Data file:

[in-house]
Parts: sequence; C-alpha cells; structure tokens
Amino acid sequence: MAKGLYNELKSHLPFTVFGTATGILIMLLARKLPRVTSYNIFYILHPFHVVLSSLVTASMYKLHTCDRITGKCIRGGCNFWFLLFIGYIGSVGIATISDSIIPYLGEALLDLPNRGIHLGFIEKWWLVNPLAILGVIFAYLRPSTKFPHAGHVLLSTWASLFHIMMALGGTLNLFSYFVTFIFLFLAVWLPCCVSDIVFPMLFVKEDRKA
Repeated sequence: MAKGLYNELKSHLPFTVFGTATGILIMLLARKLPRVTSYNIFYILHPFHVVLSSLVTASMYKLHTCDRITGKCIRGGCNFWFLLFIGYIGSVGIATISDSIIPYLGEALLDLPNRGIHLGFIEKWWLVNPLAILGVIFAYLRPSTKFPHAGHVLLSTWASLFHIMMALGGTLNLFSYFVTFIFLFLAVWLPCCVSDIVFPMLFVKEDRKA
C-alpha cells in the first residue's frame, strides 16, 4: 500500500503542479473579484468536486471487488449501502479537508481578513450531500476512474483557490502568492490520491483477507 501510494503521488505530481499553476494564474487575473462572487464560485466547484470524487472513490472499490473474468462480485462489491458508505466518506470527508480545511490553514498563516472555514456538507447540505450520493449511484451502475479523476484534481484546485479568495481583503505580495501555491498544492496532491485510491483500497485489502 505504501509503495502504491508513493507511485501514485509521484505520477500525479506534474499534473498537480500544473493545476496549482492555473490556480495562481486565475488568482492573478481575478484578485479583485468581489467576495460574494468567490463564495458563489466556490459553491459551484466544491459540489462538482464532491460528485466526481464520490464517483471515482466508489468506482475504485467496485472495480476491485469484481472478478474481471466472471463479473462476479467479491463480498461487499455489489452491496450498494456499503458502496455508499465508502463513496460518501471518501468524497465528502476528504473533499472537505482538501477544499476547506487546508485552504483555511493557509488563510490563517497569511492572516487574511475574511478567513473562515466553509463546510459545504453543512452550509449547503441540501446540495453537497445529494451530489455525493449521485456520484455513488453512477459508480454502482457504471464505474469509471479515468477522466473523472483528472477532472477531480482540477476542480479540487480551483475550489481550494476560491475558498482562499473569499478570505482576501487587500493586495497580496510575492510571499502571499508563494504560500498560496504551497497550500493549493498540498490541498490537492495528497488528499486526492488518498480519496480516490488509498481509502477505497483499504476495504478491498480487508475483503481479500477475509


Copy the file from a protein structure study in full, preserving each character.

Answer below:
[in-house]
Parts: sequence; C-alpha cells; structure tokens
Amino acid sequence: MAKGLYNELKSHLPFTVFGTATGILIMLLARKLPRVTSYNIFYILHPFHVVLSSLVTASMYKLHTCDRITGKCIRGGCNFWFLLFIGYIGSVGIATISDSIIPYLGEALLDLPNRGIHLGFIEKWWLVNPLAILGVIFAYLRPSTKFPHAGHVLLSTWASLFHIMMALGGTLNLFSYFVTFIFLFLAVWLPCCVSDIVFPMLFVKEDRKA
Repeated sequence: MAKGLYNELKSHLPFTVFGTATGILIMLLARKLPRVTSYNIFYILHPFHVVLSSLVTASMYKLHTCDRITGKCIRGGCNFWFLLFIGYIGSVGIATISDSIIPYLGEALLDLPNRGIHLGFIEKWWLVNPLAILGVIFAYLRPSTKFPHAGHVLLSTWASLFHIMMALGGTLNLFSYFVTFIFLFLAVWLPCCVSDIVFPMLFVKEDRKA
C-alpha cells in the first residue's frame, strides 16, 4: 500500500503542479473579484468536486471487488449501502479537508481578513450531500476512474483557490502568492490520491483477507 501510494503521488505530481499553476494564474487575473462572487464560485466547484470524487472513490472499490473474468462480485462489491458508505466518506470527508480545511490553514498563516472555514456538507447540505450520493449511484451502475479523476484534481484546485479568495481583503505580495501555491498544492496532491485510491483500497485489502 505504501509503495502504491508513493507511485501514485509521484505520477500525479506534474499534473498537480500544473493545476496549482492555473490556480495562481486565475488568482492573478481575478484578485479583485468581489467576495460574494468567490463564495458563489466556490459553491459551484466544491459540489462538482464532491460528485466526481464520490464517483471515482466508489468506482475504485467496485472495480476491485469484481472478478474481471466472471463479473462476479467479491463480498461487499455489489452491496450498494456499503458502496455508499465508502463513496460518501471518501468524497465528502476528504473533499472537505482538501477544499476547506487546508485552504483555511493557509488563510490563517497569511492572516487574511475574511478567513473562515466553509463546510459545504453543512452550509449547503441540501446540495453537497445529494451530489455525493449521485456520484455513488453512477459508480454502482457504471464505474469509471479515468477522466473523472483528472477532472477531480482540477476542480479540487480551483475550489481550494476560491475558498482562499473569499478570505482576501487587500493586495497580496510575492510571499502571499508563494504560500498560496504551497497550500493549493498540498490541498490537492495528497488528499486526492488518498480519496480516490488509498481509502477505497483499504476495504478491498480487508475483503481479500477475509